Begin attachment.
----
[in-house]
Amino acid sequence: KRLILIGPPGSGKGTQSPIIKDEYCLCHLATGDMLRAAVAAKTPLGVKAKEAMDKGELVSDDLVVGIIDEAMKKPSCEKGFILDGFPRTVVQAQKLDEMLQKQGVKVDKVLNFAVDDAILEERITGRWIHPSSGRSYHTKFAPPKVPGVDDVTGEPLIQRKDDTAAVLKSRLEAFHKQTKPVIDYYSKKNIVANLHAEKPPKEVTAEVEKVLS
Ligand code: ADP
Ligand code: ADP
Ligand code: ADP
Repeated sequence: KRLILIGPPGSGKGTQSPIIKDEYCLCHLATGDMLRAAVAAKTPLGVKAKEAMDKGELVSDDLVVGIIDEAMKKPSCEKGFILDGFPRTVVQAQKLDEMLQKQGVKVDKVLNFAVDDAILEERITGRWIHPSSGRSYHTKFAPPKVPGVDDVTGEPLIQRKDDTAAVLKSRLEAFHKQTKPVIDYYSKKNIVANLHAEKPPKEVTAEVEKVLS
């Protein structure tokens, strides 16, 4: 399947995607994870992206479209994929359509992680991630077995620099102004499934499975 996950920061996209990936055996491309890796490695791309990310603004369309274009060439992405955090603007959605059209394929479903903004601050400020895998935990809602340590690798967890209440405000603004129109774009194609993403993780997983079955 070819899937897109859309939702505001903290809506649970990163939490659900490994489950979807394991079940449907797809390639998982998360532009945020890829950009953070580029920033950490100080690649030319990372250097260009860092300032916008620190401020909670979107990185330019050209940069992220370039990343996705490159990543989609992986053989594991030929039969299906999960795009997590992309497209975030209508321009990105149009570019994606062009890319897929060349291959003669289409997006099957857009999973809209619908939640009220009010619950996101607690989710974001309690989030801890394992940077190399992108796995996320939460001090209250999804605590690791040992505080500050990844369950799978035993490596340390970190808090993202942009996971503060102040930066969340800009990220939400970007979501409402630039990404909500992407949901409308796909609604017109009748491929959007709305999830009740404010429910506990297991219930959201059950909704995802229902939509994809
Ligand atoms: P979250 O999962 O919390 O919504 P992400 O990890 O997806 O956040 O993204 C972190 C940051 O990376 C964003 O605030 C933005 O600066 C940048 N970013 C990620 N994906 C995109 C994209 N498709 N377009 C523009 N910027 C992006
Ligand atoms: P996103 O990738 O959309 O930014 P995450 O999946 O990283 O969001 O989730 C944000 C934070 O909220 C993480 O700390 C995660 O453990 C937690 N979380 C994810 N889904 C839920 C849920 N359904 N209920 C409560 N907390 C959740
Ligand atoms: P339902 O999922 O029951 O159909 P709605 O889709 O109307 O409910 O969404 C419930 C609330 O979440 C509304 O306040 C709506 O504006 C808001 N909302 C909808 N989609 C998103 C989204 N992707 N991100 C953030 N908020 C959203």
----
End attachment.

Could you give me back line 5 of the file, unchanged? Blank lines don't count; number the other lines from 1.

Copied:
Ligand code: ADP